Jonah Sermon 4. The Sign of Jonah Part 2 – When the Wicked Repent
You can watch the video of this sermon here.
Last week we looked in some detail at how Jonah points to Jesus. Jonah is, in a very real sense, a type of Christ. That is, he points to Jesus in a very clear and powerful way. This is not true with his whole life of course, because he was not perfect, but there are aspects of his life which point clearly to Jesus. For example, we saw how powerfully his own experience in the bowels of hell points to Jesus, because just as Jonah was in the fish for three days, so too was Jesus in the grave for three days. We also saw that even more than this Jonah’s own Psalm about his experience in the belly of the fish, points to Jesus. Almost every point in his Psalm finds a correlation to Jesus’ experience in his suffering and death. Which is remarkable.
Note, this teaches us something too, doesn’t it: when you are in distress cry out to God, and when you are still in the midst of that distress glorify God. Cry out to him and praise him, the words of that great Casting Crown songs capture this sentiment really well, “And I'll praise You in this storm, And I will lift my hands, For You are who You are, No matter where I am.”[i] Both Jonah and Jesus teach us this very well.
We also saw that in essence all of the prophets point to Jesus, some more explicitly than others. But the way in which they all consistently point to Jesus is that they all tell people to repent and trust in the Lord, and Jesus is the Lord that people should trust in. All of the prophets have the same message at the end of the day. They might have different situations, but whether the flood is coming, or the plagues are coming, or the Nephilim are coming, or the Assyrians are coming, or the end days is coming, as God’s people, what should you do? Repent and trust in God. As pagans who have no history of belief in Jesus, what should you do? Repent and turn to God. It is a pretty simple and consistent message. From the days of Noah till today the message has not really changed all that much.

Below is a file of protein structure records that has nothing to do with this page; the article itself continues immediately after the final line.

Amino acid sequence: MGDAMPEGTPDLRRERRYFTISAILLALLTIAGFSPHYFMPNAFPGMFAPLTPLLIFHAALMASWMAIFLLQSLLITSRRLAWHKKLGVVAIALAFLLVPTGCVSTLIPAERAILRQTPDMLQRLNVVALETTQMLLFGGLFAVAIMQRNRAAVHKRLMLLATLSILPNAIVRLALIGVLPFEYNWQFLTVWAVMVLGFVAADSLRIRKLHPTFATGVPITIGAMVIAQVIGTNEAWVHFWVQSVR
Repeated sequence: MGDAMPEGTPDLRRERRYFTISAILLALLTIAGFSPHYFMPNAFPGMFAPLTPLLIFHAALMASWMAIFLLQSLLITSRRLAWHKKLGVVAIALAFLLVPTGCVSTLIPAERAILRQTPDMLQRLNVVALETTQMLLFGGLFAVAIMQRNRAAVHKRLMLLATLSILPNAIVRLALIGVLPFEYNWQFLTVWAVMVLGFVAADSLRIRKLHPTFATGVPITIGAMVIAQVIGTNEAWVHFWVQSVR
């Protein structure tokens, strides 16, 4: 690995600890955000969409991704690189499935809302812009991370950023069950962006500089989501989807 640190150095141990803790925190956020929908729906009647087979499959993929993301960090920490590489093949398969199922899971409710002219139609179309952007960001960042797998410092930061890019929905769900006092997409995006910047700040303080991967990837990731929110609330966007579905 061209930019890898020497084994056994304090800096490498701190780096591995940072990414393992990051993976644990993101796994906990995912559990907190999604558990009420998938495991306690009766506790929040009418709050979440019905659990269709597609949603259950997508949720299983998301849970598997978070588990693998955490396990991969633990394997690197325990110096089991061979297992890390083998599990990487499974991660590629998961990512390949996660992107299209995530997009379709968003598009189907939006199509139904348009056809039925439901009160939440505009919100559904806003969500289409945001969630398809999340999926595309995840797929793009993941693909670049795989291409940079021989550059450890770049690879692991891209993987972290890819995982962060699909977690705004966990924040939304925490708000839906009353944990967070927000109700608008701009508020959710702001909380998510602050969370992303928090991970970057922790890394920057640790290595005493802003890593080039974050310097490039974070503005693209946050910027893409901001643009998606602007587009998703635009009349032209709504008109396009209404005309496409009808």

And this leads us to our sermon today, The Sign of Jonah Part Two – When the wicked repent. I want to show you one other way in which the book of Jonah points to Jesus, and this is actually every bit as important as the sign of the three days and the three nights. And it is a vital message that we need to be continually reminded of. So, let’s begin where Jonah picks up his ministry,
Jonah Goes To Nineveh (Jonah 3:1-5) – After rejecting the call of the Lord, after his ordeal in the storm, then in the belly of a big fish, Jonah finally does what he should have done all along, he goes to Nineveh,
“1 Then the word of the Lord came to Jonah the second time, saying, 2 “Arise, go to Nineveh, that great city, and call out against it the message that I tell you.” 3 So Jonah arose and went to Nineveh, according to the word of the Lord. Now Nineveh was an exceedingly great city, three days' journey in breadth. 4 Jonah began to go into the city, going a day's journey. And he called out, “Yet forty days, and Nineveh shall be overthrown!” 5 And the people of Nineveh believed God. They called for a fast and put on sackcloth, from the greatest of them to the least of them.”
This is what a prophet is meant to do. We see way back in chapter 1, that God said, “2 “Arise, go to Nineveh, that great city, and call out against it, for their evil has come up before me.” And we know that Jonah rejected the call of the Lord, completely, and did the absolute opposite of what God wanted him to do. But now he does what he is told. “3 So Jonah arose and went to Nineveh, according to the word of the Lord.”
I remember when I was back in Bible College, and the lecturer was reading through one of the gospels, and Jesus did a miracle and then something interesting happened. Jesus told those there to tell no one. It was a passage like this, Mark 7:35-36, “35 And his ears were opened, his tongue was released, and he spoke plainly. 36 And Jesus charged them to tell no one. But the more he charged them, the more zealously they proclaimed it.” I remember asking my lecturer, “What would have happened to those who disobeyed a command of Jesus so openly?” He responded, “Haven’t you just as openly ignored the commands of God?” I was like, “Good point.” And ouch.
Don’t just skip over what happened with Jonah here. God wanted Jonah to go to Nineveh and he was going to get him there. It was just a matter of how. If you have the Holy Spirit in your heart, then you know that when you are going against the word of the Lord, that he is not going to make it easy for you. He is going to prompt you, he is going to bring you back around to his will. He may even bring hardship upon you, till you take heed of him. That is part of the role of the Spirit, and the Holy Spirit, in different measure, was still active in the lives of believers in the Old Testament.
But also note this, God used Jonah’s rebellion, not just for good, but also to forge him into a great witness and testimony to Ninevehites, the Israelites, and to us. Without Jonah running from the Lord, we would not have this wonderful Psalm from Jonah, this image pointing to Christ, and so much more. God does this a lot in the Scriptures. He turns what man meant for evil into good, again and again. This does not mean man’s evil is ok, it just shows how far above it all God is.